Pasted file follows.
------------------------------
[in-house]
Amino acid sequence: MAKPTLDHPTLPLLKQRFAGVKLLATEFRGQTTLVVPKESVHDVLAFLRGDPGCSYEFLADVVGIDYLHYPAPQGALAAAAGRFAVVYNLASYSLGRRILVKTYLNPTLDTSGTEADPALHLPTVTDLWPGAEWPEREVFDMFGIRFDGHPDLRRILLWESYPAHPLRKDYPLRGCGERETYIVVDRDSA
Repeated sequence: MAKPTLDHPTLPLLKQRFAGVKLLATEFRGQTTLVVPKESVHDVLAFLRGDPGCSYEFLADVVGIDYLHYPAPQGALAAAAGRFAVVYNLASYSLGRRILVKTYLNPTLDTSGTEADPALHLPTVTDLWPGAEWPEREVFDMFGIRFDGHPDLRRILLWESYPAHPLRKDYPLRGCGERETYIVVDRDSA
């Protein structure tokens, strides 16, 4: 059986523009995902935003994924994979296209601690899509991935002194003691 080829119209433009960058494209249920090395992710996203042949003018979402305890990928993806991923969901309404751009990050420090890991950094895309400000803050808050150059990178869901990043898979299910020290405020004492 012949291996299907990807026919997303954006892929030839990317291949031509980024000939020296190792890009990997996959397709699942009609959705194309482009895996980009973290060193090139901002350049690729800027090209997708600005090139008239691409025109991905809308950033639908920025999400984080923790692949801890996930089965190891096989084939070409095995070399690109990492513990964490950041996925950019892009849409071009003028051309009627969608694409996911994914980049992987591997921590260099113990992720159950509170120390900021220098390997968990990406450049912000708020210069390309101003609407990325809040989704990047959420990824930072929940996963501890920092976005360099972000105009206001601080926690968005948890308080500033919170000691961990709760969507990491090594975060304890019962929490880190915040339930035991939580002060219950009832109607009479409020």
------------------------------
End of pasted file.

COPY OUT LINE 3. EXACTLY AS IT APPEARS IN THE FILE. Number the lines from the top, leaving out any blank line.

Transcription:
Repeated sequence: MAKPTLDHPTLPLLKQRFAGVKLLATEFRGQTTLVVPKESVHDVLAFLRGDPGCSYEFLADVVGIDYLHYPAPQGALAAAAGRFAVVYNLASYSLGRRILVKTYLNPTLDTSGTEADPALHLPTVTDLWPGAEWPEREVFDMFGIRFDGHPDLRRILLWESYPAHPLRKDYPLRGCGERETYIVVDRDSA